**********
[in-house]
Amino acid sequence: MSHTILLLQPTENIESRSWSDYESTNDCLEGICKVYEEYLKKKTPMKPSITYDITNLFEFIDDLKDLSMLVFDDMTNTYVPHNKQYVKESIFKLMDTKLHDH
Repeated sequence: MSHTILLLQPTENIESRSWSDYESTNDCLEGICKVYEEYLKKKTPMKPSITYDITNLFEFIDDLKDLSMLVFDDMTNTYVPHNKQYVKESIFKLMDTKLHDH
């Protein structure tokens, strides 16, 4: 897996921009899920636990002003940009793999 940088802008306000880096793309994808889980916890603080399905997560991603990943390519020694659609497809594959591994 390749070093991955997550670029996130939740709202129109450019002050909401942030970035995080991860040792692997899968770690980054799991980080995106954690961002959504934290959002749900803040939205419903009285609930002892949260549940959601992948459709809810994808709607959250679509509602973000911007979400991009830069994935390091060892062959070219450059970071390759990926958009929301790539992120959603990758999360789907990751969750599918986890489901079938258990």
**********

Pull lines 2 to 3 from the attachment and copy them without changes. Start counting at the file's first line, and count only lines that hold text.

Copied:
Amino acid sequence: MSHTILLLQPTENIESRSWSDYESTNDCLEGICKVYEEYLKKKTPMKPSITYDITNLFEFIDDLKDLSMLVFDDMTNTYVPHNKQYVKESIFKLMDTKLHDH
Repeated sequence: MSHTILLLQPTENIESRSWSDYESTNDCLEGICKVYEEYLKKKTPMKPSITYDITNLFEFIDDLKDLSMLVFDDMTNTYVPHNKQYVKESIFKLMDTKLHDH